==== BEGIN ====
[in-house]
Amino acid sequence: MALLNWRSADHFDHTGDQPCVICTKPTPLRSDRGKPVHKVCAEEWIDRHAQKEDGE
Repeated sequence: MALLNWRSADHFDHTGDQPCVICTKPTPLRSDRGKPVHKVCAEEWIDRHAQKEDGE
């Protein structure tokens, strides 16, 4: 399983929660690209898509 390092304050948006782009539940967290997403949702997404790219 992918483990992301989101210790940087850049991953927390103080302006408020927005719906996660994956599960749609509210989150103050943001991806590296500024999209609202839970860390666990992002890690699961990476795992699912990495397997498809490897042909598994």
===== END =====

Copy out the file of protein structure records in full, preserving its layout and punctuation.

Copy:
[in-house]
Amino acid sequence: MALLNWRSADHFDHTGDQPCVICTKPTPLRSDRGKPVHKVCAEEWIDRHAQKEDGE
Repeated sequence: MALLNWRSADHFDHTGDQPCVICTKPTPLRSDRGKPVHKVCAEEWIDRHAQKEDGE
């Protein structure tokens, strides 16, 4: 399983929660690209898509 390092304050948006782009539940967290997403949702997404790219 992918483990992301989101210790940087850049991953927390103080302006408020927005719906996660994956599960749609509210989150103050943001991806590296500024999209609202839970860390666990992002890690699961990476795992699912990495397997498809490897042909598994």